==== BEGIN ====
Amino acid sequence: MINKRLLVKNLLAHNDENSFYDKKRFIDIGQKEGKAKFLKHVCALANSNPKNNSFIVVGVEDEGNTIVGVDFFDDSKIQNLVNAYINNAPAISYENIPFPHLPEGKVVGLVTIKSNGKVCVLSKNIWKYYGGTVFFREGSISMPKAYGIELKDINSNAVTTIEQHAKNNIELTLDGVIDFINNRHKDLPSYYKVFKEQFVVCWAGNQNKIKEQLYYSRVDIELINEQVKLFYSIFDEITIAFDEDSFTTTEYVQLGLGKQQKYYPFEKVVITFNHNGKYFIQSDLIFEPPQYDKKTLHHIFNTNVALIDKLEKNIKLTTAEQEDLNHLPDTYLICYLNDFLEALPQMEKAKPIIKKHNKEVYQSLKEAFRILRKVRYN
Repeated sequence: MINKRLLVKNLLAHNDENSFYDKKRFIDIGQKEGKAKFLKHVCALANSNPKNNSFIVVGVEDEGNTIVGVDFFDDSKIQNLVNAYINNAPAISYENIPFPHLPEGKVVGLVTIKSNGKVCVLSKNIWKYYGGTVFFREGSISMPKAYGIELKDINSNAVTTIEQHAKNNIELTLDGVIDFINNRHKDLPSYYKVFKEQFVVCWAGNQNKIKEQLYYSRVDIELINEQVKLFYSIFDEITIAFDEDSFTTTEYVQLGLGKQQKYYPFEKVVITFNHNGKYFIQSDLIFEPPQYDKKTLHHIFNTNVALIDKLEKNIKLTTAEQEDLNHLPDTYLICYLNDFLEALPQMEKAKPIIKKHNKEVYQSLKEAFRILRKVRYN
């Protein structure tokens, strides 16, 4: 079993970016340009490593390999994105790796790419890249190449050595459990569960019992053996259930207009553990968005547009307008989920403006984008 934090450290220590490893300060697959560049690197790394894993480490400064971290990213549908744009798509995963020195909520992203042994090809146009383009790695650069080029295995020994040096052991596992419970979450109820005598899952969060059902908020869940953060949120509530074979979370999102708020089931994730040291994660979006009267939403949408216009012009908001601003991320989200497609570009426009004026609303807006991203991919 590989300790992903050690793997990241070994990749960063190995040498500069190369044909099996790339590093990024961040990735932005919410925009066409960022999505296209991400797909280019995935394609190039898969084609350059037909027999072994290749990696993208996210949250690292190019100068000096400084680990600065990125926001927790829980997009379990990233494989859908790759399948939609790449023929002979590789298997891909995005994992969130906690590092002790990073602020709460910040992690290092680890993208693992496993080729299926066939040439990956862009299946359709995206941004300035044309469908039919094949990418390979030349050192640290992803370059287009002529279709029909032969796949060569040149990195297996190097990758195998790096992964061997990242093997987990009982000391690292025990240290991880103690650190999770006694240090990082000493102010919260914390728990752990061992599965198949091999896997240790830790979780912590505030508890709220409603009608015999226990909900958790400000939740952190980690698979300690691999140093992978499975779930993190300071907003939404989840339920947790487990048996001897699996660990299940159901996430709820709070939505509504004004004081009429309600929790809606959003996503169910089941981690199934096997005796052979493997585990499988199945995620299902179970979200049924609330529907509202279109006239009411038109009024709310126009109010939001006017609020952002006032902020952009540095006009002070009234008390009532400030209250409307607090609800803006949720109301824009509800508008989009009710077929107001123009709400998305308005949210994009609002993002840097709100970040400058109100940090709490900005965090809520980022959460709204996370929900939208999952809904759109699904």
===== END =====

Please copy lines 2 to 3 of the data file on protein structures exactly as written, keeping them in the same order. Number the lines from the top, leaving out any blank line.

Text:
Repeated sequence: MINKRLLVKNLLAHNDENSFYDKKRFIDIGQKEGKAKFLKHVCALANSNPKNNSFIVVGVEDEGNTIVGVDFFDDSKIQNLVNAYINNAPAISYENIPFPHLPEGKVVGLVTIKSNGKVCVLSKNIWKYYGGTVFFREGSISMPKAYGIELKDINSNAVTTIEQHAKNNIELTLDGVIDFINNRHKDLPSYYKVFKEQFVVCWAGNQNKIKEQLYYSRVDIELINEQVKLFYSIFDEITIAFDEDSFTTTEYVQLGLGKQQKYYPFEKVVITFNHNGKYFIQSDLIFEPPQYDKKTLHHIFNTNVALIDKLEKNIKLTTAEQEDLNHLPDTYLICYLNDFLEALPQMEKAKPIIKKHNKEVYQSLKEAFRILRKVRYN
């Protein structure tokens, strides 16, 4: 079993970016340009490593390999994105790796790419890249190449050595459990569960019992053996259930207009553990968005547009307008989920403006984008 934090450290220590490893300060697959560049690197790394894993480490400064971290990213549908744009798509995963020195909520992203042994090809146009383009790695650069080029295995020994040096052991596992419970979450109820005598899952969060059902908020869940953060949120509530074979979370999102708020089931994730040291994660979006009267939403949408216009012009908001601003991320989200497609570009426009004026609303807006991203991919 590989300790992903050690793997990241070994990749960063190995040498500069190369044909099996790339590093990024961040990735932005919410925009066409960022999505296209991400797909280019995935394609190039898969084609350059037909027999072994290749990696993208996210949250690292190019100068000096400084680990600065990125926001927790829980997009379990990233494989859908790759399948939609790449023929002979590789298997891909995005994992969130906690590092002790990073602020709460910040992690290092680890993208693992496993080729299926066939040439990956862009299946359709995206941004300035044309469908039919094949990418390979030349050192640290992803370059287009002529279709029909032969796949060569040149990195297996190097990758195998790096992964061997990242093997987990009982000391690292025990240290991880103690650190999770006694240090990082000493102010919260914390728990752990061992599965198949091999896997240790830790979780912590505030508890709220409603009608015999226990909900958790400000939740952190980690698979300690691999140093992978499975779930993190300071907003939404989840339920947790487990048996001897699996660990299940159901996430709820709070939505509504004004004081009429309600929790809606959003996503169910089941981690199934096997005796052979493997585990499988199945995620299902179970979200049924609330529907509202279109006239009411038109009024709310126009109010939001006017609020952002006032902020952009540095006009002070009234008390009532400030209250409307607090609800803006949720109301824009509800508008989009009710077929107001123009709400998305308005949210994009609002993002840097709100970040400058109100940090709490900005965090809520980022959460709204996370929900939208999952809904759109699904």